The following except is from Professor Francesca Gino’s book, Sidetracked: Why Our Decisions Get Derailed and How We Can Stick to the Plan.
The business press often reports stories of CEOs, managers, and their companies setting out to accomplish specific goals and ending up with very different outcomes. In my own study of various organizations, I have observed several circumstances in which decision makers are likely to get sidetracked. Experienced managers may plan carefully for their negotiations but end up with very different deals after being caught up “in the heat of the moment.” Similarly, team leaders may plan to spur success by using a participative approach to problem solving but fail due to their difficulty putting themselves in their team members’ shoes.
Why do our plans so often go astray?
My research led me to a puzzling conclusion about our nature as human beings: our goals and plans are often inconsistent with how we actually behave.
Whether we are making plans for today, next week, or many years from now, when the actual moment of decision arrives, subtle forces can sidetrack us. Typically, getting sidetracked leads to disappointing outcomes and negative consequences for both ourselves and our organizations. It also leads us to regret the fact that we didn’t follow through on our plans.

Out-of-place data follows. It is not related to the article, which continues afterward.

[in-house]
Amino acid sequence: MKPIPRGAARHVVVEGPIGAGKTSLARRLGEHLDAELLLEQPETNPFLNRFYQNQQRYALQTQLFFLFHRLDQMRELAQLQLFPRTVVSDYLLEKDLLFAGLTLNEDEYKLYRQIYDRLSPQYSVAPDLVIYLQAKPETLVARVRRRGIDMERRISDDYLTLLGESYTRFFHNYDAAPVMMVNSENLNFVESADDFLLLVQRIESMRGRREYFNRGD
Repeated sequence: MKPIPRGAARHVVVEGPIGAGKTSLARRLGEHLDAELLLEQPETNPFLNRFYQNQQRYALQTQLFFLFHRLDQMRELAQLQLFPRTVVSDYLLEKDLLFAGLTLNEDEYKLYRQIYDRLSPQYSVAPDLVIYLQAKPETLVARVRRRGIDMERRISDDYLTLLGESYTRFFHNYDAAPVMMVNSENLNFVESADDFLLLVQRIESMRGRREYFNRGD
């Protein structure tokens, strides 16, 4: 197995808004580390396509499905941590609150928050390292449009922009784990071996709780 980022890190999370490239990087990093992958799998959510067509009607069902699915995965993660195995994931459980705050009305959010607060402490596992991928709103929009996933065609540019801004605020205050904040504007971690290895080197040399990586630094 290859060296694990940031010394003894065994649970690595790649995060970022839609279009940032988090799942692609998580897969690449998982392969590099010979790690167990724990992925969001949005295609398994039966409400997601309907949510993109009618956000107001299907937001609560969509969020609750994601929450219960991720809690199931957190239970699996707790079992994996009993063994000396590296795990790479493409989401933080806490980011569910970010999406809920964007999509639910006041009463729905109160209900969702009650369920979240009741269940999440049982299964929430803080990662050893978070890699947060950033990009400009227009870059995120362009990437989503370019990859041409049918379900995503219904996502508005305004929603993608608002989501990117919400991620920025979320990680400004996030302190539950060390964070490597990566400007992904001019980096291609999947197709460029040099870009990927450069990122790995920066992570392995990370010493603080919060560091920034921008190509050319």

There are three sets of forces that sidetrack our decisions as we implement our plans:
(1) forces from within ourselves,
(2) forces from our relationships with others, and
(3) forces from the outside world.
Understanding how these forces operate can be helpful in two main ways. First, it can help us stick to our well-thought-out plans going forward. Second, it can help us understand and decode the often puzzling behavior of our colleagues, friends, and bosses.
The three forces are just the beginning. To learn more about Professor Gino’s research, including how you can actually stay on track when it comes to decision making, check out her book, Sidetracked.
Smart decision-making creates countless benefits for your business
Brad Haudan, VP of Client Development, Root Inc. contests that 90 percent of teams that want to elevate their performance to the next level focus on improving their team decision-making. However, certain team members tend to put their own agendas ahead of the team’s agenda, on top of their inability to think, learn, and make decisions as a team.
There are times when the team isn’t clear about what the decision is solving for, as the decision target keeps moving due to a lack of upfront clarity.
There are times when leaders think they’re paying attention and listening to the issue at hand. In reality, they are forming their response while someone else is sharing their perspective. As proven by a study conducted by the Columbia Business School, leaders who don’t carefully listen diminish their impact.1